He had less yelping & more just wincing during the night as he changed positions & when we awoke to mantas swimming near the boats there was no stopping him from going for a dive. We asked Chuck to drive our dinghy & follow us as we snorkel & tried to determine if the mantas were still feeding or ready to play. Scott was pretty sure he saw \”Buttercup\”, so he descended. I stayed on the surface & observed to see if it looked like the manta was interested. Seemed that she was still feeding & not interested in interacting yet, so Scott surfaced. We were all \”dressed up\” & eager to play with mantas so dropped Chuck off at his boat & went back out to our 25 foot mound where we\’ve had the most encounters.

The visibility was pretty low, maybe 45 feet but a good current was flowing which often brings more sea life activity in general. We just hung around the mound waiting and watching. I swam to visit my lobsters and my zebra fish. I turn around & see Scott videotaping \”Buttercup\”. Yeah!!! She is her usual playful self, swimming circles around Scott. I swam near her & got in 1 belly rub but the truth is she is Scott\’s manta. I took the camera away from him to let him go play with his girl. (We have confirmed that she is a girl by the way. Dr Bob Rubin, of SRJC and his research assistant Karey has been in close email touch with us & given us more info. She has never been here but very familiar with the animals here & eager to see Scott\’s photos & video.) \”Buttercup\” clearly prefers Scott & we have heard that they will often choose 1 diver over another & connect & repeat encounters with 1 person. I don\’t know why MY first Magic Manta never returned, but our most frequent repeat manta is \”Buttercup\”. I have resigned myself to watching Scott with his new best friend & doing my best to capture it on film. She swayed with us for 45 minutes, limited by our running low on air. She swam right beneath us throughout our safety stop. We were so jazzed. Scott of course instantly bursts into his new theme song \”Buttercup\” which happens to be hilariously perfect.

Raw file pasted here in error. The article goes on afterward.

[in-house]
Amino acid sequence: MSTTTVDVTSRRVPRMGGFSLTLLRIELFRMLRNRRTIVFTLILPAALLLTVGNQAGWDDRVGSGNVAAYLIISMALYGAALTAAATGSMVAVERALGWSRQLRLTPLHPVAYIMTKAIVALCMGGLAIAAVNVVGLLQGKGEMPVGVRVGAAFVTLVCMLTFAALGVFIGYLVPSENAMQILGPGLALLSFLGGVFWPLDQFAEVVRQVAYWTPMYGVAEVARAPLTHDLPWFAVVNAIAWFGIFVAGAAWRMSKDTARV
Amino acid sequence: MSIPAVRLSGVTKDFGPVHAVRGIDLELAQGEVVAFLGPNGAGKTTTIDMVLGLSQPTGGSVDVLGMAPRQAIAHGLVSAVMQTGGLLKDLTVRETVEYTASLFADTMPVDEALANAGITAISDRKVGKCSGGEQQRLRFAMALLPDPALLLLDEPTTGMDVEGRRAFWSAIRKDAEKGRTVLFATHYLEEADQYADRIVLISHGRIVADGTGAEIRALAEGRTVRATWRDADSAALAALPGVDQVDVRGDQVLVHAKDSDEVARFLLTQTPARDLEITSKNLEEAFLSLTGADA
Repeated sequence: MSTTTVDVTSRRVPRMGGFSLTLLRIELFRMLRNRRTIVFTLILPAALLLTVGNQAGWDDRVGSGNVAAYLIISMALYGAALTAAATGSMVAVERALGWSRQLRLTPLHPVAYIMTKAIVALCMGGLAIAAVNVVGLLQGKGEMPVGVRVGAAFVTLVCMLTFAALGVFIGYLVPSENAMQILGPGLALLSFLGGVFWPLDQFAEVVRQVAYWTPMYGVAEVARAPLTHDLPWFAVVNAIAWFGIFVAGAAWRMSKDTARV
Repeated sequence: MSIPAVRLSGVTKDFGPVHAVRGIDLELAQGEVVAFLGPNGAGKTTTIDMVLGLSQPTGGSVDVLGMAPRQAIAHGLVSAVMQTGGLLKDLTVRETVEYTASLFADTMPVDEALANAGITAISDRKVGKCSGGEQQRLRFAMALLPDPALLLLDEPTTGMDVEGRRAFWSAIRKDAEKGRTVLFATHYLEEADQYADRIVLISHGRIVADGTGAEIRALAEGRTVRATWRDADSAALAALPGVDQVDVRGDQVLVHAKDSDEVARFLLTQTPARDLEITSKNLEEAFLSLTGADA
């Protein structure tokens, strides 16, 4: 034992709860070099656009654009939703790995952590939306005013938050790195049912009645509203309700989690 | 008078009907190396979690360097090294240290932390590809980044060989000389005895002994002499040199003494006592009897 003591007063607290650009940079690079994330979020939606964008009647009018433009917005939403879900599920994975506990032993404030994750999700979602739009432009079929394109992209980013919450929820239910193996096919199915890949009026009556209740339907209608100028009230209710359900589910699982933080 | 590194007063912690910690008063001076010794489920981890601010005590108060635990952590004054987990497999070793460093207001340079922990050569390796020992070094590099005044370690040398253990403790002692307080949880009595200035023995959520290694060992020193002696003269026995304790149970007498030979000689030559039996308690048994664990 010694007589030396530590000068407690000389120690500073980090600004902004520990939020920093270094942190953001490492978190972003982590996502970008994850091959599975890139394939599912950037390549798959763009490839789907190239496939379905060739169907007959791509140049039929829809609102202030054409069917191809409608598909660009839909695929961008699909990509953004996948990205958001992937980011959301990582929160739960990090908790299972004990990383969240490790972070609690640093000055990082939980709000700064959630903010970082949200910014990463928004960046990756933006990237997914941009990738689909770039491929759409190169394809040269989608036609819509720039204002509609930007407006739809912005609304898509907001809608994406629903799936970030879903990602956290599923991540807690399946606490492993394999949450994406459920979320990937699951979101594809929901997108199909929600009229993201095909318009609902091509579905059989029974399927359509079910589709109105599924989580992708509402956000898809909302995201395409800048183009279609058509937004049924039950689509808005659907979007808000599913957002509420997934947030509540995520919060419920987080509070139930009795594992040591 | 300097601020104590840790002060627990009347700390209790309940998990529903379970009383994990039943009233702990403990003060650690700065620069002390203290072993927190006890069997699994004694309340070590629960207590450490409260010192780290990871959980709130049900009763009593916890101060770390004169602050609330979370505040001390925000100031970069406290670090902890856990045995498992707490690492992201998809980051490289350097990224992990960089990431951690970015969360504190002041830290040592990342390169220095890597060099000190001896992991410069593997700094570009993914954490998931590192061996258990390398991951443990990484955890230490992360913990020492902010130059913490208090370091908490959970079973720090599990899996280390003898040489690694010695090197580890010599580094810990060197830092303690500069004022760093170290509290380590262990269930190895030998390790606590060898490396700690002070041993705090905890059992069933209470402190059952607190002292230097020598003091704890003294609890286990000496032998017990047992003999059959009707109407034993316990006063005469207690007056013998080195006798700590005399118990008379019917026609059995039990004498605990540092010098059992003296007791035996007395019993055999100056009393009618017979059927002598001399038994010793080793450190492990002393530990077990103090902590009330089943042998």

We couldn\’t refill tanks & chow lunch fast enough. We were so enthused we decided to invite Linda for the 2nd dive. Chuck gets cold easily & she is more of the fish in their family. We saw some mantas between our 2 boats on the surface during our break. We just imagined \”Buttercup\” eagerly awaiting Scott\’s return. Linda snorkeled a bit with one near her boat, but it was chowing lunch, not in play mode. We head out to the playground (25 foot mound). It is such a big ocean & only being about to see 40 or so feet in any direction we need to have somewhere to base out of. We know the mantas cruise around there, so that is why we keep going. We don\’t know if they hear our dinghy or our bubbles once we descend, but they do seem to know we are there. The current was still strong & the visibility low. A different manta came to play fairly soon. An all-black-back one and wouldn\’t you know it…it was another Video Vixen! Completely ignored Linda & I, just swimming circles around Scott. Linda stayed near Scott in hopes of being near & being about to touch it, which she did. I hung back, keeping an eye on the mound where our anchor is & seeing how quickly we are being blown away from it by the current. It vanishes from my sight as we drift more than 50 feet. I know it is upstream of the current so am slowly kicking back toward it, but also wanting to stay with Scott & Linda. I give up the mound to stay with Scott. Linda is not kicking against the current as a 2nd manta enters the scene & chasing the first in play. Soon the 2 zoom off, but we are now quite far from our mound. Scott gestured to me: where is Linda? We had lost sight of her as she did us. Our rule is to surface in 1 minute after losing visual contact of each other. We had told her this & reviewed all rules with Linda on her first dive with us (over a week ago…) but neglected to review the rules. The reason for this rule is you have no way to know which direction your buddy is. And you can waste precious air searching below. On the surface, it is easy to spot each other & reconnect. Plus on the surface everyone has air to breath & you can know quickly that all are ok. By the way, only when Scott & I have take a 3rd party have we had to use this 1 minute surface rule. I NEVER LET HIM OUT OF MY SIGHT, EVER. Since he is doing photography or video most of the time, I know he is NOT watching me. So I watch him like a hawk & we have never gotten separated underwater, due to my vigilence. Scott & I swam back against the current to our mound & surfaced slowly holding the anchor line so as not to get blown away by the current again.